Will the Greeks stop smoking?

As Greece enacts its second smoking ban following a previous

Will the Greeks fail where the Cypriots, Turks and Italians have succeeded?

Those last three countries have all imposed comprehensive smoking bans in recent years, despite vehement opposition from bar and cafe owners, many shops and large sections of the population.

Are the Greeks ready to follow suit? We’re about to find out, because today (September 1), a comprehensive ban on smoking indoors comes into effect. Many people here are outraged. Greeks are the heaviest smokers in Europe.

“It’s our culture smoking, drinking, and playing cards,” says an old man in a neighbourhood kafenio. Through the thick haze of curling grey smoke, his friends nod in solemn agreement.

I’ll come clean. I’m a non-smoker. On a personal level, I welcome the ban. But I’m more interested in the wider politics of the issue, and what we can glean from this about where Greece might be heading.

Abject failure

Let’s go back a year in time, to the summer of 2009. There I was, in the Al Jazeera Athens bureau, busy preparing a report on the impending Greek smoking ban. Yes, dear reader, we have been here before.

Just over 12 months ago, the previous New Democracy government imposed its own smoking ban. I went to interview the then-health minister, Dimitris Avramopoulos. He oozed sincerity. Oh yes, he explained, because of the “will and determination of the government and the authorities”, he was sure the law would succeed.

But the truth is that the 2009 smoking ban, (come to think of it, like most of that government’s policies in its final years in office) was an abject failure. A few bars and restaurants  made an effort to comply, but most carried on just as before.

At the time, owners told me that nobody from the government had bothered to get in touch, to explain how the new law would work, how it would be enforced, and what the penalties were for violating it.

It was ridden with so many confusing exemptions and generous loop-holes that it is hard to avoid the cynical conclusion that it was designed to fail. It was, in fact, a classic piece of Greek legislation, that combined a token effort at complying with EU targets (“yes, Brussels, we are good Europeans”) with a sly wink to the domestic electorate (“don’t worry, fellow Greeks, we’re doing this just to look good, but in a couple of weeks the dust – or should that be smoke – will have settled, and we’ll all be able to carry on as usual”).

In short, the insincerity and lack of enforcement that accompanied the 2009 Greek smoking legislation may not have been terribly significant in its own right, but it was indicative of much that had gone wrong in this country. If laws (and taxes, for that matter) were inconvenient, they were simply ignored. Everyone was out for himself, and assumed the most selfish motives of their fellow citizens. A poisonous mentality, that, we now know, helped drive Greece to the edge of bankruptcy.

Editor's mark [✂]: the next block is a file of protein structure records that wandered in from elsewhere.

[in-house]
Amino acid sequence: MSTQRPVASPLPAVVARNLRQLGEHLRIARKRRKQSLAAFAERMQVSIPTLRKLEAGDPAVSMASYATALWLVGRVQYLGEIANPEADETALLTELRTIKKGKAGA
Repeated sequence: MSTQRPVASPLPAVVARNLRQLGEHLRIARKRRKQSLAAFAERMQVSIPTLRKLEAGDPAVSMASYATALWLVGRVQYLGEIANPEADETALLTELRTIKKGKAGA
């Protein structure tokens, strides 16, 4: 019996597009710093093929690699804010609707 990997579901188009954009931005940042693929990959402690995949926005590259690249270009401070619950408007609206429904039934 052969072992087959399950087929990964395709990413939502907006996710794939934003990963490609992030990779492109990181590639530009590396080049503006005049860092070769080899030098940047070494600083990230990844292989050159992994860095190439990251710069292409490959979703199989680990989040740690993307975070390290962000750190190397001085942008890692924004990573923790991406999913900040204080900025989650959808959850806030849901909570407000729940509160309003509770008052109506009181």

Painful sacrifice
And that is why the 2010 smoking ban is rather important. There is more at stake here than its mere impact on the economy, or even on standards of Greek health (although, presumably, incidences of lung cancer and heart disease will fall).

There is also a symbolic significance. As George Papandreou, the prime minister, and his ministers have repeated on countless occasions in the recent months of economic crisis, the credibility of the Greek government is on the line. He has acknowledged that one consequence of the years of corruption and misrule is that any Greek government is instinctively (and some might say, deservedly) distrusted in Brussels, and by its own people.

In the boom years that followed entry into the Eurozone, this did not appear to matter too much. Now, when a government is trying to implement difficult reforms, and is asking Greeks to make very painful sacrifices, it matters a great deal.

Mr Papandreou is trying to end the culture of tax evasion and corruption that played an important part in Greece’s downfall. In essence, he’s trying to get Greeks to take laws seriously. So that’s why I’m not sure he can afford to introduce such a controversial one unless he is absolutely determined to enforce it. Pachos Mandravelis, of the newspaper Kathimerini, has written a good piece on this here.

The early signs are not encouraging. Just like in 2009, the Greek newspapers are full of bar and restaurant owners saying that nobody has been in touch to explain how the new law will work. No visit from a helpful official, not even an information pack through the post.

Perhaps some in the government are advising Mr Papandreou not to be too rigorous with the smoking ban at a time when so many Greeks are facing great hardship. I can understand that argument. Cracking down on smoking may well cost PASOK votes in the upcoming local elections. Many Greeks will feel it is one harsh measure too many, at a time when austerity measures are biting, unemployment is rising, and there is so much to worry about.

Fair enough. In that case, the government should not have tried to impose the ban. But it’s too late now. As of today, smoking in almost every indoor public place is, in theory, illegal. Greeks will be watching how their government handles this issue, because it is a test of its sincerity in its stated aim to take this country in a new direction.

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